On Native American Day, Governor Newsom Signs Legislation to Support California’s Native Communities, Advance Equity and Inclusion
AB 1314 establishes statewide emergency alert system for missing natives
AB 1936 redesignates UC Hastings College of the Law and advances restorative justice efforts for Indigenous people who suffered massacres orchestrated by the university’s founder
AB 2022 will remove racist and sexist slurs sq_ _ _ from all geographic features and place names in California
SACRAMENTO – Today, on Native American Day, Governor Gavin Newsom signed several bills to support California’s Native communities and build on the administration’s work to promote equity, inclusion and statewide accountability. In a ceremony attended by Native American tribal leaders from across California, the governor signed AB 1314 by Assemblyman James C. Ramos (D-Highland) to help resolve the current people’s crisis missing and murdered indigenous people in communities across the country.
Under AB 1314, local law enforcement will be able to ask the California Highway Patrol to activate a Feather emergency alert, similar to an Amber or Silver alert, to aid in search efforts for a Native. who was reported missing under suspicious circumstances.
“As we elevate the rich history and contributions of California’s diverse tribal communities today, the state recommits to continuing the progress we have made to right historic wrongs and help empower Indigenous communities” , Governor Newsom said. “Today’s actions continue to advance these efforts, including a new emergency alert system that will provide us with the additional critical tools needed to address the missing and murdered Indigenous peoples crisis. I thank all of the lawmakers and tribal partners whose leadership and advocacy help illuminate the way forward as we work to build a better, stronger, fairer state together.
Governor signs AB 1314 alongside Assemblyman Ramos, Tribal Affairs Secretary Christina Snider and Native American tribal leaders from across the state
“AB 1314 will help us get the word out sooner when someone is missing or in danger, by enlisting the public’s help for advice and leads as soon as possible when quick action is essential,” said said Assemblyman Ramos. “I thank the Governor for signing this vital measure – creating an early warning system was one of the key recommendations from tribal leaders to address the crisis of missing and murdered Indigenous peoples.”
This year’s state budget invests $12 million over three years to fund tribal-led programs to help address the crisis of missing and murdered Indigenous people on tribal lands. This investment builds on last year’s $5 million investment to fund training and guidance for law enforcement agencies and tribal governments to improve public safety on tribal lands. and to explore the challenges of reporting and identifying missing and murdered Indigenous peoples, especially women and girls.
Governor Newsom also signed AB 1936 by Assemblyman Ramos, which redesignates University of California Hastings College of the Law as the College of the Law, San Francisco and advances restorative justice efforts to the Round Valley Indian tribes and the Yuki people whose ancestors suffered massacres. and other atrocities funded and supported by college founder Serranus Hastings in the mid-19th century.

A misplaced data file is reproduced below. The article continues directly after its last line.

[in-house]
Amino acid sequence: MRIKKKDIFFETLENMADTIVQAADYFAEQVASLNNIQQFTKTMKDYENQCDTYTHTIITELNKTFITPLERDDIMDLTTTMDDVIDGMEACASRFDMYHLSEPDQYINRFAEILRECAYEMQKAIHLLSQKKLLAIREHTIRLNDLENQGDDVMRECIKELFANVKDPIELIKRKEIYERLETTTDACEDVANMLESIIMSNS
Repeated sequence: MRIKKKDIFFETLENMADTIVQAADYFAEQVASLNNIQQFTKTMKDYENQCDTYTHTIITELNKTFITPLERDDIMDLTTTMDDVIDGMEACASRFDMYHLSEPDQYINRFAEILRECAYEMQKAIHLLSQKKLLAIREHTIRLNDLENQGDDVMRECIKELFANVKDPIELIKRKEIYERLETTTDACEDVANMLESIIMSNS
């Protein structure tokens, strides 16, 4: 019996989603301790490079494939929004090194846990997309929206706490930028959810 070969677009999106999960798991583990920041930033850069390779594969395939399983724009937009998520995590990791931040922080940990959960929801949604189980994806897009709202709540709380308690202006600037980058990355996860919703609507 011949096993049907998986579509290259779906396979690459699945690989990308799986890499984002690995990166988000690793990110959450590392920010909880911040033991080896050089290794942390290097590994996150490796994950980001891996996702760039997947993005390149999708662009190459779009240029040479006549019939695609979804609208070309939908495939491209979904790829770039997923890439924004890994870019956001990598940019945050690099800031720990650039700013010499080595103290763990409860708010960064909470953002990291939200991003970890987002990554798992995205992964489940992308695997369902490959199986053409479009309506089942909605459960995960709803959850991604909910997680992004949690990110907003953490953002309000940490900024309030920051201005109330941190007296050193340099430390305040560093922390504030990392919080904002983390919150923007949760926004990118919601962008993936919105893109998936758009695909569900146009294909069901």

AB 1936 also outlines several restorative justice initiatives the College intends to pursue, such as renaming the Law Library with a Native language name, annually reading a statement about Hastings’ atrocities against the Yuki people, and offering collaborative opportunities to Round Valley tribal students to gain debating and writing experience, among other endeavors.
As part of Assemblyman Ramos’ 2022 AB, the racist and sexist term “squaw” will be removed from all geographic features and place names in the state, and a petition review process aimed at modifying offensive or derogatory place names will be created. This follows federal action this month to complete the removal of the slur from nearly 650 geographic features across the country, including several name changes advanced by California based on extensive tribal engagement. The Newsom administration has initiated a series of ongoing actions to identify and correct discriminatory feature names attached to state parks and transportation systems.
Governor Newsom also signed AB 1703 by Assemblyman Ramos, the California Indian Education Act. The measure encourages local education agencies and charter schools to form California Indian Education Task Forces in partnership with local tribes to develop educational materials that highlight history, culture and government. unique to the tribes of their region.
Below is a complete list of legislative priorities for Native American communities in California that the Governor announced today:
- AB 923 by Assemblyman James C. Ramos (D-Highland) – Government-to-Government Consultation Act: State-Tribal Consultation: Formation.
- AB 1314 by Assemblyman James C. Ramos (D-Highland) – Emergency Notification: Feather Alert: Endangered Indigenous Peoples.
- AB 1703 by Assemblyman James C. Ramos (D-Highland) – California Indian Education Act: California Indian Education Task Forces.
- AB 1936 by Assemblyman James C. Ramos (D-Highland) – University of California: Hastings College of the Law.
- AB 2022 by Assemblyman James C. Ramos (D-Highland) – State Government.
- AB 2081 by Assemblyman Eduardo Garcia (D-Coachella) – Municipal Water Districts: Water Service: Indian Lands.
- AB 2877 by Assemblyman Eduardo Garcia (D-Coachella) – Safe and Affordable Drinking Water Fund: Tribes.
For the full text of the bills, visit: http://leginfo.legislature.ca.gov.
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